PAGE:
Finbar Furey’s new album, Don’t Stop This Now, is a repackaging of Paddy Dear with new songs and the addition of a DVD recorded at Vicar Street, Dublin.
Finbar is 71 now. Initially known as a champion piper he performed as a backing musician with The Clancy Brothers, later forming The Fureys with his brothers. As a songwriter he expresses a love of Ireland and its people and the opener, ‘Sweet Liberty Of Life’ seems particularly apposite as worries about the Good Friday Agreement are high on the news agenda. ‘Annabelle’ is about a character his mother knew in the 1950s, a strange woman who denied the existence of God – very radical at the time. He switches to banjo for ‘We Built A Home’, a song about the famine. There are harsh words here somewhat modified by Finbar’s voice, roughened by age but still with sweet overtones.
‘The Galway Shawl’ is the only traditional song here although Finbar has pinched a traditional tune for ‘I Remember You Singing This Song Ma’. On paper, ‘The Galway Shawl’ is an appallingly sentimental song but it has great appeal and a lovely tune. Finbar’s delivery gives it an edge of realism: for once I can believe the story it tells. As it reached its end I imagined Finbar laying aside his instrument to the applause of the audience in a session.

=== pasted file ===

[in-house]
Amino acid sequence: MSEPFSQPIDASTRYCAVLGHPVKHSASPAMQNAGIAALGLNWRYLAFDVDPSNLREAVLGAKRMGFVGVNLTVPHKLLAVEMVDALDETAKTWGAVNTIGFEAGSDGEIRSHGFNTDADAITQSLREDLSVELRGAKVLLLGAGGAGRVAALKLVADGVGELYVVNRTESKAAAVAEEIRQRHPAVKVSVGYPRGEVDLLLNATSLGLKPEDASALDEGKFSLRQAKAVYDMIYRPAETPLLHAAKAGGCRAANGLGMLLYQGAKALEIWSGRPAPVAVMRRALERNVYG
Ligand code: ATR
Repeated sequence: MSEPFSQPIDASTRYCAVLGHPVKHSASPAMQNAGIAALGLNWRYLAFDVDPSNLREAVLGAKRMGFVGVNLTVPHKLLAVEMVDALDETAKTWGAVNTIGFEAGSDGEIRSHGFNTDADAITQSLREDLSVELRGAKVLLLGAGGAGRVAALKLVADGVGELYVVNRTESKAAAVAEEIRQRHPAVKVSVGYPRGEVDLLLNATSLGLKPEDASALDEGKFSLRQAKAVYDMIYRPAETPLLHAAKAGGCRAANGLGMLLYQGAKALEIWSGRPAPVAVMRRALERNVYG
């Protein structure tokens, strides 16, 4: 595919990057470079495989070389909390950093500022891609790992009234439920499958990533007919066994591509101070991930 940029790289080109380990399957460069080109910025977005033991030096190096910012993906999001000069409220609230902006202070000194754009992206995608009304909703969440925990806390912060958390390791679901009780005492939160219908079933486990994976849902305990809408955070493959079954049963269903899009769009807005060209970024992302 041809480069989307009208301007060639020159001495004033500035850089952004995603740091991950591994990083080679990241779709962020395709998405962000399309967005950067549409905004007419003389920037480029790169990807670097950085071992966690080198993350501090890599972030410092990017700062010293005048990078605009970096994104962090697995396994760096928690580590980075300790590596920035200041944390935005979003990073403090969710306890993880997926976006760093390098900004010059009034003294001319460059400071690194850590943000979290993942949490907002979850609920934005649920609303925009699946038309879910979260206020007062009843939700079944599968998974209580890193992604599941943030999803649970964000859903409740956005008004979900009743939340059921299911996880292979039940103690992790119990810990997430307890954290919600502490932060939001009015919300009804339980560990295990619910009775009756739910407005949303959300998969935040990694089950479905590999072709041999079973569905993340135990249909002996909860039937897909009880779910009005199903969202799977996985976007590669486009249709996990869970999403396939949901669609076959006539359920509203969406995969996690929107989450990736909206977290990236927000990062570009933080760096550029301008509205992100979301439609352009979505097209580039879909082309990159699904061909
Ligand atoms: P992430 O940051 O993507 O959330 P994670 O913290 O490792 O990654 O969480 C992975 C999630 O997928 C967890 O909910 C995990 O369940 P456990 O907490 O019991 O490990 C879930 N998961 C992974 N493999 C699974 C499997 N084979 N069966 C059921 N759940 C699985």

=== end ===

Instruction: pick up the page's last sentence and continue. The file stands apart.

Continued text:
‘Co-Exist’ sounds like something Davey Graham might have written, with a long banjo introduction and hand percussion giving it that familiar raga feel. ‘The Taxi’s Waiting’ and ‘Hail Rain Or Snow’ both feature Finbar’s daughter, Áine. The first is a song of parting and the second one of homecoming – a nice pairing. Sentiment is to the fore again in ‘Michael Power’, the story of a sailor about to die in a shipwreck, and in ‘Paddy Dear’.
Don’t Stop This Now is a compelling album. Finbar’s voice guitar, whistle, pipes and banjo combine to sweep you along through his changing moods and vistas all wrapped up with a pipe lament.
Artist’s website: http://www.finbarfurey.com/home
‘Sweet Liberty Of Life’:
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